So The New York Times wrote an editorial about Irrational Games to lead-off the upcoming release of Bioshock: Infinite. The piece is fairly typical, describing co-founder Ken Levine along with the very nondescript studios nestled away within Quincy, Massachusetts. The piece focused on how much the team cares for their game Bioshock: Infinite...
... and then it speculated a quantity for how much they cared, citing unnamed analysts.
Of course this could not help but become a minor controversy like just about everything else surrounding Bioshock: Infinite these days. The piece reported a budget that was "upward of $100 million", excluding marketing which could add an extra $100 million to that figure. Naturally, $200 million dollar stories began to spring up online.
200 million for Infinite? Did someone send some checks to the wrong address? #unnamedanalyst
— Ken Levine (@IGLevine) March 22, 2013
This prompted a tweet-based response from Ken Levine, because who needs a PR firm when you got Twitter? Anyway, the man has a sarcastic sense of humor and this is no different.
While funny, this is not actually a denial. Games are quite expensive to produce and can be very expensive to market. Sure, the NYT figure is still probably an overshoot even if you were to zealously round up, but I would still hesitate to mock.
Subject: General Tech, Displays | March 22, 2013 - 07:13 PM | Jeremy Hellstrom
Two (2) Dell UltraSharp U2312HM 23" IPS Monitors with Dual Monitor Stand for $436 with free shipping (normally $570 - use coupon codes: 6DBNK$ZJLR$L4J and 9B47MSNVFNNKB2). - this link will be fixed soon!
Computing Hardware & Peripherals
29" Dell UltraSharp U2913WM panoramic 2560 x 1080 LED-backlit LCD Monitor for $566 with free shipping (normally $699 - use coupon codes: 2SWVM6553NQ6F7 and VNVC57F?X1269L).
27" Dell UltraSharp U2713H 27" 2560 x 1440 IPS-panel LCD Monitor (Flagship 2013 Model) for $765 with free shipping (normally $1000 - use coupon code: VNVC57F?X1269L).
24" Dell UltraSharp U2413 1920 x 1200 24" IPS Monitor (2013 model) for $450 with free shipping (normally $600 - use coupon code: VNVC57F?X1269L).
21.5" Dell U2212HM UltraSharp 1080p IPS-panel LCD Monitor with DisplayPort for $198 with free shipping (normally $260 - use coupon code: VNVC57F?X1269L).
Subject: Graphics Cards | March 22, 2013 - 01:56 PM | Jeremy Hellstrom
Tagged: hd 7790, graphics core next, GCN, ea Islands, bonaire, amd
AMD is trying to fill a gap in their product line between the less than $200 HD 7850 and the ~$120 HD 7770 with a $150 card, the HD 7790. The naming scheme implies two GPUs but this is not the case, it is a single Bonaire GCN chip with 896 stream processors, 56 texture units and an impressive fill rate of up to 1.79 TFLOPS thanks to some optimization of the GCN architecture. It has 1GB of GDDR5 at 6GHz effective and a CPU speed dependent on the model, in [H]ard|OCP's case the ASUS Radeon HD 7790 DirectCU II OC runs at 1.075GHz. [H] passed it a Silver Award for being a vast improvement over the 7770 and good competition for the GTX 650 Ti but feel the card does need to be faster.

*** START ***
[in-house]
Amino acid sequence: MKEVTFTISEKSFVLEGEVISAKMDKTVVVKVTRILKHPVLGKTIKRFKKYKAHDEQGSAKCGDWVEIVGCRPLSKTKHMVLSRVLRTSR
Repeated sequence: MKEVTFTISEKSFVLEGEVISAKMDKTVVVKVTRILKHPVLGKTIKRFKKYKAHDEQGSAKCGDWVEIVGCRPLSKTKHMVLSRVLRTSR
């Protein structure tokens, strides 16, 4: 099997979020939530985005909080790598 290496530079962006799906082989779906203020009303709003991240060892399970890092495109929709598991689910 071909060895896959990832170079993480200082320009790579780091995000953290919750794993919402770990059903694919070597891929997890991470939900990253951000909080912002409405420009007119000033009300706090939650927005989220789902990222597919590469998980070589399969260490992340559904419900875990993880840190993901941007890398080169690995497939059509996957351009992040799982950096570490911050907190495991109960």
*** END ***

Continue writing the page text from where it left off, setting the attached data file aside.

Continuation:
This card also makes an appearance on our front page, with a lot of Frame Rating charts so you can see not only the raw FPS data you are used to, but also an indept look at how the game is going to 'feel' while you play.
"AMD is launching the Radeon HD 7790 today. This new video card should give the sub-$200 video card segment a kick in the pants. Will it provide enough performance for today's latest games at $149? We will find out, testing the new ASUS Radeon HD 7790 DirectCU II OC with no less than six of today's hottest games."
Here are some more Graphics Card articles from around the web:
- AMD's Radeon HD 7790 @ The Tech Report
- AMD Radeon HD 7790 review (incl. frametimes) @ Hardware.info
- AMD Radeon HD 7790 @ TechSpot
- AMD Radeon HD 7790 Review @ Hardware Canucks
- Sapphire Radeon HD 7790 Dual-X 1GB OC @ eTeknix
- Sapphire Radeon HD 7790 1GB Dual-X OC @ Tweaktown
- Sapphire HD 7790 1GB Graphics Card @ Bjorn3D
- Sapphire Radeon HD 7790 Dual-X OC Review @ OCC
- Sapphire HD 7790 Dual-X OC Video Card Review @ Hi Tech Legion
- AMD Radeon HD 7790 CrossFire @ techPowerUp
- ASUS HD 7790 DirectCU II OC @ Overclockers.com
- Sapphire HD 7790 Dual-X 1 GB @ techPowerUp
- AMD Radeon HD 7790 Video Card Review w/ Gigabyte & Sapphire @ Legit Reviews
- ASUS HD 7790 Direct CU II OC 1 GB @ techPowerUp
- Sapphire HD7790 OC @ Kitguru
- PowerColor PCS+ HD 7850 Radeon Graphic Card Review @ Pro-Clockers
- HIS Radeon HD 7850 iPower IceQ Turbo 4GB Video Card in CrossFire @ Tweaktown
- HIS Radeon HD 7770 iCooler 1GB Overclocked @ Tweaktown
- Mid-Range AMD Graphics Card Round-Up (HIS 7770 GHz / HIS 7850 / Sapphire 7850) @ Kitguru
- PowerColor PCS HD7870 MYST Video Card Review @ Legit Reviews
Subject: General Tech | March 21, 2013 - 03:53 PM | Jeremy Hellstrom
Tagged: audio, gaming headset, AZiO, Levetron GH808
Gaming headsets are about more than just decent 40mm drivers which provide decent sound. We have seen virtual and physical 5.1 headphones, a wide variety of earcup and headband materials and occasionally vibration features so that when the artillery starts falling you can feel as well as hear it. AZiO's new Levetron GH808 sports that latter feature with a 30mm vibration driver which will indeed rattle your brains. HiTech Legion liked the volume control wheel integral to the headset but they would have liked one to control the vibration as well instead of it being all or nothing. At an MSRP of $55 they are not a major investment if you are curious about how this headset would feel.